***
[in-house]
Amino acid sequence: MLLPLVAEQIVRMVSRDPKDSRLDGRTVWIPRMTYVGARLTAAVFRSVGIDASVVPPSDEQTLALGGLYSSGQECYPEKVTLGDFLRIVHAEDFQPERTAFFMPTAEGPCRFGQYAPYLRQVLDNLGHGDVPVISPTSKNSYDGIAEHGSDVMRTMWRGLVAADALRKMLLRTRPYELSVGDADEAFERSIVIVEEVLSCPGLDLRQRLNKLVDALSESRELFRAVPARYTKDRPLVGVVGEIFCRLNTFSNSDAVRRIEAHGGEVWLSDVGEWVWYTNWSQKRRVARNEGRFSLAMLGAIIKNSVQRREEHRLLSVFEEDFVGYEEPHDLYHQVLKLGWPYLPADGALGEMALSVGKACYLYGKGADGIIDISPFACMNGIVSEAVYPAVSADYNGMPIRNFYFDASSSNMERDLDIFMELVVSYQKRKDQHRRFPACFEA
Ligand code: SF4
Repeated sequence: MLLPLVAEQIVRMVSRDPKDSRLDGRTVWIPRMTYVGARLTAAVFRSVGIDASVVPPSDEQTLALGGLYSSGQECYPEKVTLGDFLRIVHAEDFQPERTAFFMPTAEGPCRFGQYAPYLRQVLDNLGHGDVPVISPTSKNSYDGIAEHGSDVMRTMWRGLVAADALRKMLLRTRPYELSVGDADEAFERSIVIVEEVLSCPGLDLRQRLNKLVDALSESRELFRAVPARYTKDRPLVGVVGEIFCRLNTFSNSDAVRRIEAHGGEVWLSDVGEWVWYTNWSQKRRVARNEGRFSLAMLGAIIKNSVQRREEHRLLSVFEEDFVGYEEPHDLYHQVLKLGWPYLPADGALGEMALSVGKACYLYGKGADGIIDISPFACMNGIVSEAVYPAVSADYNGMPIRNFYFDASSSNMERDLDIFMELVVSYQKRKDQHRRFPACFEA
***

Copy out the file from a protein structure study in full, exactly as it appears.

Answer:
[in-house]
Amino acid sequence: MLLPLVAEQIVRMVSRDPKDSRLDGRTVWIPRMTYVGARLTAAVFRSVGIDASVVPPSDEQTLALGGLYSSGQECYPEKVTLGDFLRIVHAEDFQPERTAFFMPTAEGPCRFGQYAPYLRQVLDNLGHGDVPVISPTSKNSYDGIAEHGSDVMRTMWRGLVAADALRKMLLRTRPYELSVGDADEAFERSIVIVEEVLSCPGLDLRQRLNKLVDALSESRELFRAVPARYTKDRPLVGVVGEIFCRLNTFSNSDAVRRIEAHGGEVWLSDVGEWVWYTNWSQKRRVARNEGRFSLAMLGAIIKNSVQRREEHRLLSVFEEDFVGYEEPHDLYHQVLKLGWPYLPADGALGEMALSVGKACYLYGKGADGIIDISPFACMNGIVSEAVYPAVSADYNGMPIRNFYFDASSSNMERDLDIFMELVVSYQKRKDQHRRFPACFEA
Ligand code: SF4
Repeated sequence: MLLPLVAEQIVRMVSRDPKDSRLDGRTVWIPRMTYVGARLTAAVFRSVGIDASVVPPSDEQTLALGGLYSSGQECYPEKVTLGDFLRIVHAEDFQPERTAFFMPTAEGPCRFGQYAPYLRQVLDNLGHGDVPVISPTSKNSYDGIAEHGSDVMRTMWRGLVAADALRKMLLRTRPYELSVGDADEAFERSIVIVEEVLSCPGLDLRQRLNKLVDALSESRELFRAVPARYTKDRPLVGVVGEIFCRLNTFSNSDAVRRIEAHGGEVWLSDVGEWVWYTNWSQKRRVARNEGRFSLAMLGAIIKNSVQRREEHRLLSVFEEDFVGYEEPHDLYHQVLKLGWPYLPADGALGEMALSVGKACYLYGKGADGIIDISPFACMNGIVSEAVYPAVSADYNGMPIRNFYFDASSSNMERDLDIFMELVVSYQKRKDQHRRFPACFEA